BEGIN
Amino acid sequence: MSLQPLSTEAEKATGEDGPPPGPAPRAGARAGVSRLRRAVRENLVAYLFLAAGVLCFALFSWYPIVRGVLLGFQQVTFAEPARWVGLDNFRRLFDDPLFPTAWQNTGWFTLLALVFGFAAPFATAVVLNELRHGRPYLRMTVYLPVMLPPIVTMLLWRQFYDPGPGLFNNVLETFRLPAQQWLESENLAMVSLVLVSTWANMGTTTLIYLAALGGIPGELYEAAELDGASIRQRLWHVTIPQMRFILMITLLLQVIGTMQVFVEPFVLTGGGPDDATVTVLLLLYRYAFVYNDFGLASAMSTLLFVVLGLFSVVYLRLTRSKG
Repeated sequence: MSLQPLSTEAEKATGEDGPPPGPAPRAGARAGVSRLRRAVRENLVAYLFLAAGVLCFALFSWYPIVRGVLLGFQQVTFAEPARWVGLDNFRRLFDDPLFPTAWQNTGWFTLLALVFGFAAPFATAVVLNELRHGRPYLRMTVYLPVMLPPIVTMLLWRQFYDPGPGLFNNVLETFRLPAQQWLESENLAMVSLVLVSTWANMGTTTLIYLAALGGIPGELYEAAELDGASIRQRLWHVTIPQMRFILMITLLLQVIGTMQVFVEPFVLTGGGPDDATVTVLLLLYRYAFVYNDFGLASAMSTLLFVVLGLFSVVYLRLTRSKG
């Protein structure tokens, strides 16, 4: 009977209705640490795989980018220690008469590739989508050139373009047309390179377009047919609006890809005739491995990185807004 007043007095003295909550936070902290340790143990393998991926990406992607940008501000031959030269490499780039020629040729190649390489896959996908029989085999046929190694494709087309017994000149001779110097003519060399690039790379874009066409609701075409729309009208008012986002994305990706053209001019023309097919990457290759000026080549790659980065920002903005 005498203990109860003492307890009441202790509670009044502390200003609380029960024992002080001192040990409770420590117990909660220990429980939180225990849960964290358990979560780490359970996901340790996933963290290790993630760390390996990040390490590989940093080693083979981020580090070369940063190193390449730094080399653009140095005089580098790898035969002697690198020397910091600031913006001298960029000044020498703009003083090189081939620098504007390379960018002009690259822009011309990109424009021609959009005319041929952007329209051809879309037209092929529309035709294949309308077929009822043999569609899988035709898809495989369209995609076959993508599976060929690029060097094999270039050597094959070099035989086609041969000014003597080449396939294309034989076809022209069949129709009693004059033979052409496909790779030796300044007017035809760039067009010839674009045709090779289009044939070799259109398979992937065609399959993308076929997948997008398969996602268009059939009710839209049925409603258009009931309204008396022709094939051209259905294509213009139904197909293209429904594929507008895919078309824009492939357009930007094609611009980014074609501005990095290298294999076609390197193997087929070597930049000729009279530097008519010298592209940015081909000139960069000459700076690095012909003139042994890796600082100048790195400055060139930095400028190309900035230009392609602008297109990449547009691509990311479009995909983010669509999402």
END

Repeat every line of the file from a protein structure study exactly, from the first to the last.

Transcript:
Amino acid sequence: MSLQPLSTEAEKATGEDGPPPGPAPRAGARAGVSRLRRAVRENLVAYLFLAAGVLCFALFSWYPIVRGVLLGFQQVTFAEPARWVGLDNFRRLFDDPLFPTAWQNTGWFTLLALVFGFAAPFATAVVLNELRHGRPYLRMTVYLPVMLPPIVTMLLWRQFYDPGPGLFNNVLETFRLPAQQWLESENLAMVSLVLVSTWANMGTTTLIYLAALGGIPGELYEAAELDGASIRQRLWHVTIPQMRFILMITLLLQVIGTMQVFVEPFVLTGGGPDDATVTVLLLLYRYAFVYNDFGLASAMSTLLFVVLGLFSVVYLRLTRSKG
Repeated sequence: MSLQPLSTEAEKATGEDGPPPGPAPRAGARAGVSRLRRAVRENLVAYLFLAAGVLCFALFSWYPIVRGVLLGFQQVTFAEPARWVGLDNFRRLFDDPLFPTAWQNTGWFTLLALVFGFAAPFATAVVLNELRHGRPYLRMTVYLPVMLPPIVTMLLWRQFYDPGPGLFNNVLETFRLPAQQWLESENLAMVSLVLVSTWANMGTTTLIYLAALGGIPGELYEAAELDGASIRQRLWHVTIPQMRFILMITLLLQVIGTMQVFVEPFVLTGGGPDDATVTVLLLLYRYAFVYNDFGLASAMSTLLFVVLGLFSVVYLRLTRSKG
């Protein structure tokens, strides 16, 4: 009977209705640490795989980018220690008469590739989508050139373009047309390179377009047919609006890809005739491995990185807004 007043007095003295909550936070902290340790143990393998991926990406992607940008501000031959030269490499780039020629040729190649390489896959996908029989085999046929190694494709087309017994000149001779110097003519060399690039790379874009066409609701075409729309009208008012986002994305990706053209001019023309097919990457290759000026080549790659980065920002903005 005498203990109860003492307890009441202790509670009044502390200003609380029960024992002080001192040990409770420590117990909660220990429980939180225990849960964290358990979560780490359970996901340790996933963290290790993630760390390996990040390490590989940093080693083979981020580090070369940063190193390449730094080399653009140095005089580098790898035969002697690198020397910091600031913006001298960029000044020498703009003083090189081939620098504007390379960018002009690259822009011309990109424009021609959009005319041929952007329209051809879309037209092929529309035709294949309308077929009822043999569609899988035709898809495989369209995609076959993508599976060929690029060097094999270039050597094959070099035989086609041969000014003597080449396939294309034989076809022209069949129709009693004059033979052409496909790779030796300044007017035809760039067009010839674009045709090779289009044939070799259109398979992937065609399959993308076929997948997008398969996602268009059939009710839209049925409603258009009931309204008396022709094939051209259905294509213009139904197909293209429904594929507008895919078309824009492939357009930007094609611009980014074609501005990095290298294999076609390197193997087929070597930049000729009279530097008519010298592209940015081909000139960069000459700076690095012909003139042994890796600082100048790195400055060139930095400028190309900035230009392609602008297109990449547009691509990311479009995909983010669509999402």